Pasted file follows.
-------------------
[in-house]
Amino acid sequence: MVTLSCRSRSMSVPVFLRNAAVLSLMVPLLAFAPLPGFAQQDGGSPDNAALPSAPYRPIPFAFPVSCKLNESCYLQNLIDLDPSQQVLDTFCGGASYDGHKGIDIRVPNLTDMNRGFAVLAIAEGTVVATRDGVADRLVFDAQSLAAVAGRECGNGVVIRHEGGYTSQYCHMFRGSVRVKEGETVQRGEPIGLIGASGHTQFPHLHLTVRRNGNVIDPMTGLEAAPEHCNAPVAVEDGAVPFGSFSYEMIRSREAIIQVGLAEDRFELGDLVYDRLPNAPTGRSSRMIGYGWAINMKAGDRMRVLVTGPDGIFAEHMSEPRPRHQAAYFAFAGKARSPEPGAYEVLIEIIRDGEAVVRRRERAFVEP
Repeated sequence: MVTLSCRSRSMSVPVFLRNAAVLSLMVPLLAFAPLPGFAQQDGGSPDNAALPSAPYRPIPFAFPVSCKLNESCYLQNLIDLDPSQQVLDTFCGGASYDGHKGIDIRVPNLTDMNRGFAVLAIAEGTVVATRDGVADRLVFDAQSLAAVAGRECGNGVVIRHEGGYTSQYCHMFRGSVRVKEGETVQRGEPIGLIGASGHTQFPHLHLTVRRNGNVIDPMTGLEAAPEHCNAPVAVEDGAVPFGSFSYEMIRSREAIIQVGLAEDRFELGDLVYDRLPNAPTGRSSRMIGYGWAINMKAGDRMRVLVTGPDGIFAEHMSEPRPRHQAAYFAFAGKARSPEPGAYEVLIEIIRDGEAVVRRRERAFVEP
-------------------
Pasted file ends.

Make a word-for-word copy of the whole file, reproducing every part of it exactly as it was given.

[in-house]
Amino acid sequence: MVTLSCRSRSMSVPVFLRNAAVLSLMVPLLAFAPLPGFAQQDGGSPDNAALPSAPYRPIPFAFPVSCKLNESCYLQNLIDLDPSQQVLDTFCGGASYDGHKGIDIRVPNLTDMNRGFAVLAIAEGTVVATRDGVADRLVFDAQSLAAVAGRECGNGVVIRHEGGYTSQYCHMFRGSVRVKEGETVQRGEPIGLIGASGHTQFPHLHLTVRRNGNVIDPMTGLEAAPEHCNAPVAVEDGAVPFGSFSYEMIRSREAIIQVGLAEDRFELGDLVYDRLPNAPTGRSSRMIGYGWAINMKAGDRMRVLVTGPDGIFAEHMSEPRPRHQAAYFAFAGKARSPEPGAYEVLIEIIRDGEAVVRRRERAFVEP
Repeated sequence: MVTLSCRSRSMSVPVFLRNAAVLSLMVPLLAFAPLPGFAQQDGGSPDNAALPSAPYRPIPFAFPVSCKLNESCYLQNLIDLDPSQQVLDTFCGGASYDGHKGIDIRVPNLTDMNRGFAVLAIAEGTVVATRDGVADRLVFDAQSLAAVAGRECGNGVVIRHEGGYTSQYCHMFRGSVRVKEGETVQRGEPIGLIGASGHTQFPHLHLTVRRNGNVIDPMTGLEAAPEHCNAPVAVEDGAVPFGSFSYEMIRSREAIIQVGLAEDRFELGDLVYDRLPNAPTGRSSRMIGYGWAINMKAGDRMRVLVTGPDGIFAEHMSEPRPRHQAAYFAFAGKARSPEPGAYEVLIEIIRDGEAVVRRRERAFVEP